Monday, October 31, 2011

The Importance of Science Education in the U.S.

Few of us would question that science helps us understand the world around us. But in a recent blog for National Public Radio ("Why the U.S. Needs To Learn More Science," October, 19, 2011), Marcelo Gleiser argues that the importance of learning science goes far beyond that: it helps shape our culture and our philosophy. Gleiser cites the shift away from superstition and toward reason, and the changes in the way we view our world and communicate with each other, all thanks to science.

“Science is more than a collection of explanations about the natural world: science is a means to freedom, offering people a way to control their destiny, to choose wisely in what to believe.” Gleiser quotes Gallileo, who insisted, “Think for yourself! Don’t take what people tell you at face value. Do not bow blindly to dogma!”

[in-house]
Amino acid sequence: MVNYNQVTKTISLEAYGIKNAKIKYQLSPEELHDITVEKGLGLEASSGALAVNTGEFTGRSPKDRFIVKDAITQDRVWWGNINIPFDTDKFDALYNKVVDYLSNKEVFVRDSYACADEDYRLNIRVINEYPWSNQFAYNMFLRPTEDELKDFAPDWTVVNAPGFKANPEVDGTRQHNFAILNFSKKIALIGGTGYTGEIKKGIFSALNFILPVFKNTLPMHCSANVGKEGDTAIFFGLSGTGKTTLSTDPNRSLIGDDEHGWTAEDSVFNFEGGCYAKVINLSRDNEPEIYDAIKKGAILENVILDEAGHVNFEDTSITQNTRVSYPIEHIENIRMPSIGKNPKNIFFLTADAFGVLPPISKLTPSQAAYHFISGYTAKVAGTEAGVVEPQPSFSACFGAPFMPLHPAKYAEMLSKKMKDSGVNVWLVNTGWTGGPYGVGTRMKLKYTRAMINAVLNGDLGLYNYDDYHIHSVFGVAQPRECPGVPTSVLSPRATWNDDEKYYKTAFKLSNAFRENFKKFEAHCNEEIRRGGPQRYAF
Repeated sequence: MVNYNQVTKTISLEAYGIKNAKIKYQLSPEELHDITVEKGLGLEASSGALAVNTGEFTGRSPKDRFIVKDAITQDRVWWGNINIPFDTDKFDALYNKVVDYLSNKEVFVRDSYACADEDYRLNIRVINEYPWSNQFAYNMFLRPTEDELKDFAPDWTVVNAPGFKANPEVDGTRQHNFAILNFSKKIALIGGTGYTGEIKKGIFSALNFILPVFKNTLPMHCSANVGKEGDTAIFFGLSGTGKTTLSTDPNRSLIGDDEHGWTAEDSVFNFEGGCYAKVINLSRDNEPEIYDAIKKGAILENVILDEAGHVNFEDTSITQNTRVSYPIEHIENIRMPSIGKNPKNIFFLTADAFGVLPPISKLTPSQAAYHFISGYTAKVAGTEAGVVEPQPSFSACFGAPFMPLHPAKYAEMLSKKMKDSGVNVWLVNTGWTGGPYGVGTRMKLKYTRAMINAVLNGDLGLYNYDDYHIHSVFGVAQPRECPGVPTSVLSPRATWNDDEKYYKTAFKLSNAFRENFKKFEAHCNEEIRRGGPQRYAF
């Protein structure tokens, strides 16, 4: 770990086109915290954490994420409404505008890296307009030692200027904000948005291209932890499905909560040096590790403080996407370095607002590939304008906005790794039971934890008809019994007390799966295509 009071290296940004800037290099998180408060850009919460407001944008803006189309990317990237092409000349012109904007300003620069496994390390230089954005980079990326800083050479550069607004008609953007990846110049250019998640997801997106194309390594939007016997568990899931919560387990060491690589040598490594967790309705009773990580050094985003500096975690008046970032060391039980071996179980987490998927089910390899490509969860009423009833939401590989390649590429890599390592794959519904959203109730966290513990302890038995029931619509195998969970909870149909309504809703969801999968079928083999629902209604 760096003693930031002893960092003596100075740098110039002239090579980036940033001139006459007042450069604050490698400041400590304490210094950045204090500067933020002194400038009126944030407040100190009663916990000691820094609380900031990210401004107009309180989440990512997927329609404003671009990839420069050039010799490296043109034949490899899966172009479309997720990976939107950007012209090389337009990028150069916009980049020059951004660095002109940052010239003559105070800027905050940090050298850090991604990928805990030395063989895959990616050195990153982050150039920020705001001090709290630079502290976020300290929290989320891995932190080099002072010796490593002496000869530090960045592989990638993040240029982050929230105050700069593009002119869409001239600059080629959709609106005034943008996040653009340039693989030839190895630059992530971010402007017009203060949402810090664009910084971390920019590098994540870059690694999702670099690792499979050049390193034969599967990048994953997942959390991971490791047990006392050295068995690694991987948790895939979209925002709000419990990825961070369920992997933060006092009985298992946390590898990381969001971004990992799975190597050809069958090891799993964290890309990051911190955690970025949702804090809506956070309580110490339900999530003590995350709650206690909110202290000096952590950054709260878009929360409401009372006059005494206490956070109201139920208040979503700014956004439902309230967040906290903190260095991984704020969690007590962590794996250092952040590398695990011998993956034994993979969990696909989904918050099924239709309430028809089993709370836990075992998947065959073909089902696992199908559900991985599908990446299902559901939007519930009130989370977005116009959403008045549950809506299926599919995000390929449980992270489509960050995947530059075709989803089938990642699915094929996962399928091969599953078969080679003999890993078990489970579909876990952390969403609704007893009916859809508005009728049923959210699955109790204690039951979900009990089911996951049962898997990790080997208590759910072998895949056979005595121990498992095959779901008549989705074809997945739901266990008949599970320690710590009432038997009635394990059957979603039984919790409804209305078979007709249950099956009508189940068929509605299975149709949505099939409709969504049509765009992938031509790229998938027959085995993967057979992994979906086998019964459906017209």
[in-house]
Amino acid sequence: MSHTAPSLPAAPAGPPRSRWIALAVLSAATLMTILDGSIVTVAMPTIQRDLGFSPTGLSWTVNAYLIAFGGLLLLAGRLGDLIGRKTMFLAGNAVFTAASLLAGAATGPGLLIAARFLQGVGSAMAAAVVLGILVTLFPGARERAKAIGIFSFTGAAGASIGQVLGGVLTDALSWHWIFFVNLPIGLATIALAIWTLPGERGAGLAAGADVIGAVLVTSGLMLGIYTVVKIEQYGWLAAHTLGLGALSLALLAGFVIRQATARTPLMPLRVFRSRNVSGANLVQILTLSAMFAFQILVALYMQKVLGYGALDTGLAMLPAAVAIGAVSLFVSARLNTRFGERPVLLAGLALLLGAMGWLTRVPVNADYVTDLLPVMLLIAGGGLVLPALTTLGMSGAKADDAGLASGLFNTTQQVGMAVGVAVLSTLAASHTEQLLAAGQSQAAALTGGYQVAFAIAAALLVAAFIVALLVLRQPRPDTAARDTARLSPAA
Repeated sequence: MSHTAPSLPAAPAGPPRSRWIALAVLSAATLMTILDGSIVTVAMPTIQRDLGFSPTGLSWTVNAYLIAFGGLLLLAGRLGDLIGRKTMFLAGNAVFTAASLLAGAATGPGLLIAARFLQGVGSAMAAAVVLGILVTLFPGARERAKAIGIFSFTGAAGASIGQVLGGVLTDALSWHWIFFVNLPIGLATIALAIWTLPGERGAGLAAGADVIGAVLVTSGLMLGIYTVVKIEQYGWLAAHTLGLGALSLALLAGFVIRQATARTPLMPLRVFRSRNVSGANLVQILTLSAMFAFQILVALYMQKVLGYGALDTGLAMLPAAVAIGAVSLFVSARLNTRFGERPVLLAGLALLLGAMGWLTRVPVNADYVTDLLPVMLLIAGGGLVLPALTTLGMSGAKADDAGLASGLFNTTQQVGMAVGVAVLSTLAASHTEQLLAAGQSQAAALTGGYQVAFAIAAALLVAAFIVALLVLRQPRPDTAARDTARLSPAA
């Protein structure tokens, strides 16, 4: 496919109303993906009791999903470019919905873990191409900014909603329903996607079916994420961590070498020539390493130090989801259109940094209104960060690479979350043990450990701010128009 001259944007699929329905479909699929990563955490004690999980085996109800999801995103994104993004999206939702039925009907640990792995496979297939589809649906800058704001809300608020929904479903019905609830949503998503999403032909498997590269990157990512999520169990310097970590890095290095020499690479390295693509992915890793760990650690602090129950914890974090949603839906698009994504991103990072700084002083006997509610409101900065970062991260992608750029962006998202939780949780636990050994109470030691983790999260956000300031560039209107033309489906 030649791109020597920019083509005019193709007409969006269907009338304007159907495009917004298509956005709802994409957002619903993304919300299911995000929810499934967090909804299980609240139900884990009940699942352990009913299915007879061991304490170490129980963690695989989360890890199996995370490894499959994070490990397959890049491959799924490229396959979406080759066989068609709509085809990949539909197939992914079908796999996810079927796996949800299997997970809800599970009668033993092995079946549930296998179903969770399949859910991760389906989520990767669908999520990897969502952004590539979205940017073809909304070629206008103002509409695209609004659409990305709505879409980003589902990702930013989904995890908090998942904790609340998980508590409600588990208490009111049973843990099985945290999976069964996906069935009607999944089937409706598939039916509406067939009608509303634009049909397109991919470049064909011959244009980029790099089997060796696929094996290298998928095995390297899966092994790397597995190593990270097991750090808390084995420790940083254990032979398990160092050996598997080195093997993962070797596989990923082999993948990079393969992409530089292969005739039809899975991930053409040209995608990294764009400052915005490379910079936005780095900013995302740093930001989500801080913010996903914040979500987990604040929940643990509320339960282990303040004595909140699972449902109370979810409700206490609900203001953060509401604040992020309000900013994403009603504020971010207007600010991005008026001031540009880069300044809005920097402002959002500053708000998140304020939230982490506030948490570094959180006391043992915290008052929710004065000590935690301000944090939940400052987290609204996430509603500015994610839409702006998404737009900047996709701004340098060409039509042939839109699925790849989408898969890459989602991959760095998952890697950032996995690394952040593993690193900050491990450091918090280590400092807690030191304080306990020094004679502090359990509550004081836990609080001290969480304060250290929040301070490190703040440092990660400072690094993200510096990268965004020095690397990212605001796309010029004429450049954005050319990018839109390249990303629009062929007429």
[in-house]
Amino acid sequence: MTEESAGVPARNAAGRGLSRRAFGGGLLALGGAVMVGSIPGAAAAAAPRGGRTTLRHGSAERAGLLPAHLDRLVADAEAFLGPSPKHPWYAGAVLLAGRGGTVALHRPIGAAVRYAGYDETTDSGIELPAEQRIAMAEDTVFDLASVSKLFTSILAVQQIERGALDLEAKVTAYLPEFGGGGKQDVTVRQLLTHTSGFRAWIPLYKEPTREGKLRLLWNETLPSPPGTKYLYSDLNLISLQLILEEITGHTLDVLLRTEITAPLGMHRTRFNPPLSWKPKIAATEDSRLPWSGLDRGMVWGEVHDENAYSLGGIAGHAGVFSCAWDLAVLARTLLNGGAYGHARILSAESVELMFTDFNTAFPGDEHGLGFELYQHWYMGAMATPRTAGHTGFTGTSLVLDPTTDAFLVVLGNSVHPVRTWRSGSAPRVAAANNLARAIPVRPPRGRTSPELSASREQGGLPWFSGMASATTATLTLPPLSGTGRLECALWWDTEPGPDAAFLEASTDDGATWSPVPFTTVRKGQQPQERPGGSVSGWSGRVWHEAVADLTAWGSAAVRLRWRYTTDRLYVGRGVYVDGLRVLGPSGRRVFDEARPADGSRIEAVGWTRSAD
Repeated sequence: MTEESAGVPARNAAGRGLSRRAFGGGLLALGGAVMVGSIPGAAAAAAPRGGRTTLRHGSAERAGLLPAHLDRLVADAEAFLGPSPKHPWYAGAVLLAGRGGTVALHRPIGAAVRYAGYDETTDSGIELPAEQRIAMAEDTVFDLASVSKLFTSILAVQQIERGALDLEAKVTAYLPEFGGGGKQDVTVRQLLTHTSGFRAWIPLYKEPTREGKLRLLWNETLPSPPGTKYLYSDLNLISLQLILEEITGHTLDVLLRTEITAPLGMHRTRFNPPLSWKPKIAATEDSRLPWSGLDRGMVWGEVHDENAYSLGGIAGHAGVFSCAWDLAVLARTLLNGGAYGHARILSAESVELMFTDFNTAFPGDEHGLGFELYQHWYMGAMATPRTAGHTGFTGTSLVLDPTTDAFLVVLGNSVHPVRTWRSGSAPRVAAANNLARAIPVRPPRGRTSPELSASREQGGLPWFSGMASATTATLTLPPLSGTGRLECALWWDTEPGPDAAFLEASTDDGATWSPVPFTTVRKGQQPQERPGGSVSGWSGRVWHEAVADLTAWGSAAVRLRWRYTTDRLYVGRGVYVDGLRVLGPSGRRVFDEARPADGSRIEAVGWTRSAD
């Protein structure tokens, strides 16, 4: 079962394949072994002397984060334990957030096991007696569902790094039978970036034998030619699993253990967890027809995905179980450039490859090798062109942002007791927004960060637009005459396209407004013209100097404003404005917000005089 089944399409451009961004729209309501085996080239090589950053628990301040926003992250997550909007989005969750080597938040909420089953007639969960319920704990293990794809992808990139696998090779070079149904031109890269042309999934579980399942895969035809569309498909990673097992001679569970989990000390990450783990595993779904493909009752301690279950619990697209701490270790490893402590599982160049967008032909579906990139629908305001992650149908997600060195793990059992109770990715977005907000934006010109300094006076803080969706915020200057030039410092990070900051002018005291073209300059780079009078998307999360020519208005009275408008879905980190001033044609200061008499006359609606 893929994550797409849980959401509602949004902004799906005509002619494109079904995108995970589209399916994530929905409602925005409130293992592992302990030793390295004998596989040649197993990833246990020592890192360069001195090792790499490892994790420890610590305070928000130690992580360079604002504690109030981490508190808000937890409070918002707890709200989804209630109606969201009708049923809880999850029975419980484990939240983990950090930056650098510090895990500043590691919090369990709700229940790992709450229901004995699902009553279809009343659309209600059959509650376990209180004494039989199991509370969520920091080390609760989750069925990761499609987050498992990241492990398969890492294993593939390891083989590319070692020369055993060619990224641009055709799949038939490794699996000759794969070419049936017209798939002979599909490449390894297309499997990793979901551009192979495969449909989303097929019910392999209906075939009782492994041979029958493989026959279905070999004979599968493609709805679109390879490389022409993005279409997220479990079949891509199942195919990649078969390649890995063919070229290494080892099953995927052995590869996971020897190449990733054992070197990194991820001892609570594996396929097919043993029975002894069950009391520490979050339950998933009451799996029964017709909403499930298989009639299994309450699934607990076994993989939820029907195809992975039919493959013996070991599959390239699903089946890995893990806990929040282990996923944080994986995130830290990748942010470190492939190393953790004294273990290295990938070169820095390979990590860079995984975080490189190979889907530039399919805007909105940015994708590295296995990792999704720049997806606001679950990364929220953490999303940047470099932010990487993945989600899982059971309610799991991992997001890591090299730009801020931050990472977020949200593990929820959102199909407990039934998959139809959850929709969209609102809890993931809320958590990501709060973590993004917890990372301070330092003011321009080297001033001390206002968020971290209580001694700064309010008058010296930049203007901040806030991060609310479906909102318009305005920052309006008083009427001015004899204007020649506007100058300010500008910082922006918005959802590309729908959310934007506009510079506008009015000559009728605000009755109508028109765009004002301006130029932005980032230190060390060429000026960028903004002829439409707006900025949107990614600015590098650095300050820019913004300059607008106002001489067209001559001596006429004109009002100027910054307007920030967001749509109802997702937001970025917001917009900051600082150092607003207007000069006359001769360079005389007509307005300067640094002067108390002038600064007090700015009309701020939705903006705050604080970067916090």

Gleiser looks to the future as well as nodding to the past, raising issues like genetics in medicine and global warming. “Only a well-informed population is able to make well-informed choices about science and the environment that will shape our future,” he points out. Gleiser recommends a list of scientists who, like himself, view science writing for the purpose of educating the public as part of their mission.  The U.S., he concludes, needs to learn more science.

Photo used under Creative Commons by Liz

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